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The Joint Trade Association says proposed WEEE legislation changes will increase councils' revenues

An industry body, which claims it represents more than 90% of WEEE producer obligation in the UK, has backed the Government’s view that proposed changes to the WEEE legislation will be beneficial for local authorities.

The Joint Trade Association (JTA), representing eight trade associations and four producer-led WEEE compliance schemes, highlighted the financial gain cash-strapped councils could generate as part of changes proposed under the Government consultation on the UK’s interpretation of the revised WEEE Directive.

Minister of business and enterprises Michael Fallon said the proposals would “allow local authorities, who play a vital part in the collection of unwanted items, to maximise the potential income from their WEEE collections.”

The Department for Business, Innovation and Skills (BIS) consultation proposed four options to meet EU targets to collect 85% of WEEE generated in the UK from 2019 onwards:

  1. Do nothing
  2. Establish a national compliance scheme
  3. Introduce a collection target and compliance fee
  4. Match collection sites to producer compliance schemes

The Government said it was ‘minded’ to pursue either option 3 or 4.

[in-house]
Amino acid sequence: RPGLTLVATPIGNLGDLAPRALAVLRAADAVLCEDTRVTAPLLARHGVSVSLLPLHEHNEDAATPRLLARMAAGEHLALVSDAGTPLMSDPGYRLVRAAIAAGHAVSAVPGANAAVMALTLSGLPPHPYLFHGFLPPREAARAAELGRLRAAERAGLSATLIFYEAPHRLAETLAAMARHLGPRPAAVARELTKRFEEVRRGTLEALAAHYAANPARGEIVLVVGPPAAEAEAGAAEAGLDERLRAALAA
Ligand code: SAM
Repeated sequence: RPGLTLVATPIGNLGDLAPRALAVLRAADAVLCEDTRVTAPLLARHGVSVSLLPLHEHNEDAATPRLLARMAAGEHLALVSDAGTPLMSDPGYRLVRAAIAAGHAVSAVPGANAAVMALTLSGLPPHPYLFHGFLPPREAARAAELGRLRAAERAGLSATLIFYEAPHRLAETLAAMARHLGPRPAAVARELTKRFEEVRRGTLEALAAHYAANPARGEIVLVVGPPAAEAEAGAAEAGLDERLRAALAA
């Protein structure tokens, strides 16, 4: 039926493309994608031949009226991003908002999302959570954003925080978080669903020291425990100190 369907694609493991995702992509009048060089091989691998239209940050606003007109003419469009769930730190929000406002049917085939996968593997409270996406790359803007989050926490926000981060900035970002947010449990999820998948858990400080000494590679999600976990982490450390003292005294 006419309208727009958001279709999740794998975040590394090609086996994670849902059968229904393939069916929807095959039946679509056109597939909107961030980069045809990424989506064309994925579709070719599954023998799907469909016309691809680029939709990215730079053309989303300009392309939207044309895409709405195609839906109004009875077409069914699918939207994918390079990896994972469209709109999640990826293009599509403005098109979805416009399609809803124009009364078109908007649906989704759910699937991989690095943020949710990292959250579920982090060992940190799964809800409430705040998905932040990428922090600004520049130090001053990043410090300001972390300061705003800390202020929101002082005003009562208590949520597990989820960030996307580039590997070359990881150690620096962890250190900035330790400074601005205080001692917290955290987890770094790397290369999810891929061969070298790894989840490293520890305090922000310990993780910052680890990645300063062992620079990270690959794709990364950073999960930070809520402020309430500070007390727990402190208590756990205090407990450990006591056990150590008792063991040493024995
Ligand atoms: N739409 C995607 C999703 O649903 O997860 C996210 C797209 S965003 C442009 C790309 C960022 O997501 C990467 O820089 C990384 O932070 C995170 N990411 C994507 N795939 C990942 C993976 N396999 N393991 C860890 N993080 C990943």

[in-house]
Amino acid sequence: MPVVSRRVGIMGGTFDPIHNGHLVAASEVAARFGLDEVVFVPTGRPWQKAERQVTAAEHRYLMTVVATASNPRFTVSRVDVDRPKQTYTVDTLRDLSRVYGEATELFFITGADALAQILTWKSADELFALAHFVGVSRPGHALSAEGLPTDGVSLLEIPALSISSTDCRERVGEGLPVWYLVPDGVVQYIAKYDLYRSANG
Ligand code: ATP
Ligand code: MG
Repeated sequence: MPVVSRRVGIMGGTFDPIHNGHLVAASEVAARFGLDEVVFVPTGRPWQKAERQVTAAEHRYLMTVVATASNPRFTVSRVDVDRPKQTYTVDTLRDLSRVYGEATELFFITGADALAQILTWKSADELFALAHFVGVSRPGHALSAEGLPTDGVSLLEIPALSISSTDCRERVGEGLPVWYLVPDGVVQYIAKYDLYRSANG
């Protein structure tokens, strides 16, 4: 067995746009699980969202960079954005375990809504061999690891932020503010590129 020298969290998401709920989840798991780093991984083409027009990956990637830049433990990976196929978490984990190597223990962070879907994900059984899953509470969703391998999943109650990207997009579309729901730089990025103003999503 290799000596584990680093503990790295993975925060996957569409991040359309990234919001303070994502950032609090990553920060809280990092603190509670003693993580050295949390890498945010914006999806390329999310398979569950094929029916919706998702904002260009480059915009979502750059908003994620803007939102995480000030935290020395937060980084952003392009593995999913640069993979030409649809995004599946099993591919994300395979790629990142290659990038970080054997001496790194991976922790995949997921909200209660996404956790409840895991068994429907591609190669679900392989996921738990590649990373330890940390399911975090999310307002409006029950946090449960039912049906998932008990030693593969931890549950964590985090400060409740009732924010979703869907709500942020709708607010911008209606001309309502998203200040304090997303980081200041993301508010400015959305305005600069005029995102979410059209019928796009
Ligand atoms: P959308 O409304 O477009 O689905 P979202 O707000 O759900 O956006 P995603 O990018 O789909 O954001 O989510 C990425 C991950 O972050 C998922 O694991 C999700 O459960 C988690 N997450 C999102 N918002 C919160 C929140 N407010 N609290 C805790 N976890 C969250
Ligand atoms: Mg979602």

It also proposed to give the operators of designated collection facilities (DCFs) of household WEEE - including local authority sites - the freedom to retain control over the treatment of WEEE streams likely to generate net revenue for the collector.

The JTA said that the proposed amendments to WEEE legislation are likely to help local authorities to generate revenues from WEEE collection.

Gerry O’Donnell, head of corporate strategy and government affairs at Philips UK, said: “That is a great opportunity for local authorities to be financially rewarded for the WEEE they collect. Enshrined in legislation this becomes a genuine and reliable income stream for authorities.”

He added that councils will also have the option of opting into producer funded collections free of charge.

Matthew King, head of waste management at Hertfordshire county council, said: “As a responsible local authority we need confidence that the WEEE we collect is treated in an auditable fashion. We also need a guarantee of free of charge WEEE collections. To also have the freedom to opt out of the system, and instead keep incomes from any WEEE with a positive value would be a very positive development. We understand that the Government’s options 3 and 4 will both give us this flexibility.”

The consultation closes on 21 June 2013.

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